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In conclusion, we have discussed some different workflow scenarios and ways to leverage the power of Revit Architecture with Rhino & Grasshopper. The goal of this document is not to show case one solution over the other, but to demonstrate how they can work together for the benefit of the project. At the end of the day the priority is getting the client’s work out the door without compromising design intent by using the correct tool(s) in the process to make this happen.

I would like to thank my colleagues; Emmanuel Di Giacomo and Zach Kron for their input in creating this document.

Thanks,

Joe Kendsersky

Joe Kendsersky is an Autodesk Green Beret who gets parachuted into customer offices to smooth over the bumps on their road to BIM victory.  This job is also referred to as “Customer Success Engineer for Revit Architecture”. One of his major roles is to insure the success of new and existing customers as they move from pilot to production and provide Autodesk with deep insight into product usage and customer experience. Joe is trained as an architect and joined Revit Technology in 2000, and subsequently Autodesk in 2002. Since switching into the software industry, he has continually worked to aide in the development of Revit and enjoys sharing new knowledge with all users.

Back to Part 1, Part 2, and Part3.

20110209

Joe K: Working with Rhino and Revit, Part 3

Welcome to Part 3/4 of our guest series of posts by the illustrious Joe Kendsersky.  Find Part 1 herePart 2 , and Part 4.

Creating Components in Rhino for Revit Families:

In Rhino we can quickly create components that can be used as Revit families. We can import geometry into a Revit family .rfa that could be used in a project. Why would we do this? There could be several reasons:

· The makeup of the project team - a team member could be skilled Rhino user and can produce several components faster.

· It’s the first design iteration and the components do not need to be parametric.

· The component could have unique geometry and it’s easier to create.

· The design of the component is complete and will not be iterated anymore.

Some notes before we create an example. Be aware of the insertion point being used when importing geometry from Rhino to Revit, given there may be the need to swap out components and we would want to prevent shifting when reloaded into a project. The imported geometry behaves according to the Revit Family Category that is used. The graphic appearance of the component (projection / cut values) can be controlled in Settings > Object Styles > Imported Objects.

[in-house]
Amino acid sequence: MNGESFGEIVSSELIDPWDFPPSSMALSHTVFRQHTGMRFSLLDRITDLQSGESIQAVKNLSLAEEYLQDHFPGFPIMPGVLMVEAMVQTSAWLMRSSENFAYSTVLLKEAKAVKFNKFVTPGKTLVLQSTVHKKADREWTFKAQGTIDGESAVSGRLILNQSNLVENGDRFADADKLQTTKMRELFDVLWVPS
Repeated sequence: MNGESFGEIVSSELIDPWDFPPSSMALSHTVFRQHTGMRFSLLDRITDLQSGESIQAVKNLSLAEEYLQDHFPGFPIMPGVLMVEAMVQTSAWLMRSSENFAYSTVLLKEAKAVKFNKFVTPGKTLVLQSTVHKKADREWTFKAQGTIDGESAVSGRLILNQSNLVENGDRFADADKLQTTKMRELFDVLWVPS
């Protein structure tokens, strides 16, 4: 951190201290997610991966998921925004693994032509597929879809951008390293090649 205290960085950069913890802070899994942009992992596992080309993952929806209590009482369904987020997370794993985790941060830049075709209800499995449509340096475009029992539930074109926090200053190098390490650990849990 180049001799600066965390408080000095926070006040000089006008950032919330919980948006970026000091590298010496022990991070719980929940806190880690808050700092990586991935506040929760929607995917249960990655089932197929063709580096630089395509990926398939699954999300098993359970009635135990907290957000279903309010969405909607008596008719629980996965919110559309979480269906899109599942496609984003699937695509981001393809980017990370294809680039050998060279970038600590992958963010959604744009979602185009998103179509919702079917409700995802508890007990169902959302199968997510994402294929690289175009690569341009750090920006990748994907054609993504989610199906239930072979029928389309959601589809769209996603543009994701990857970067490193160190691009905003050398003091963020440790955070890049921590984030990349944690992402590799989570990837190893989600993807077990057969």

1. In Rhino set the units and determine a common origin point to begin modeling, I recommend starting at 0,0,0. Now, create your component, for this example I created table using extrusions.

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2. Once the component is complete, prepare object for export: Rhino > File > Exported Selected > select ACIS > ACIS Export Type > Default.

3. In Revit create a new family, for this case we’ll select the Furniture family .rfa because we’ll want to be able to quantify the number of furniture components in the project.

4. Go to the Insert tab and select Import CAD and pick the .sat file exported.

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6. We can now load the table .rfa family to use in a project. In this example, we have demonstrated how you can create components in Rhino to be used as Revit Family components.

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Next we will discuss moving data from Revit to Rhino and back into Revit.  

Joe Kendsersky is an Autodesk Green Beret who gets parachuted into customer offices to smooth over the bumps on their road to BIM victory.  This job is also referred to as “Customer Success Engineer for Revit Architecture”. One of his major roles is to insure the success of new and existing customers as they move from pilot to production and provide Autodesk with deep insight into product usage and customer experience. Joe is trained as an architect and joined Revit Technology in 2000, and subsequently Autodesk in 2002. Since switching into the software industry, he has continually worked to aide in the development of Revit and enjoys sharing new knowledge with all users.

Back to Part 1, Back to Part 2, Forward to Part 4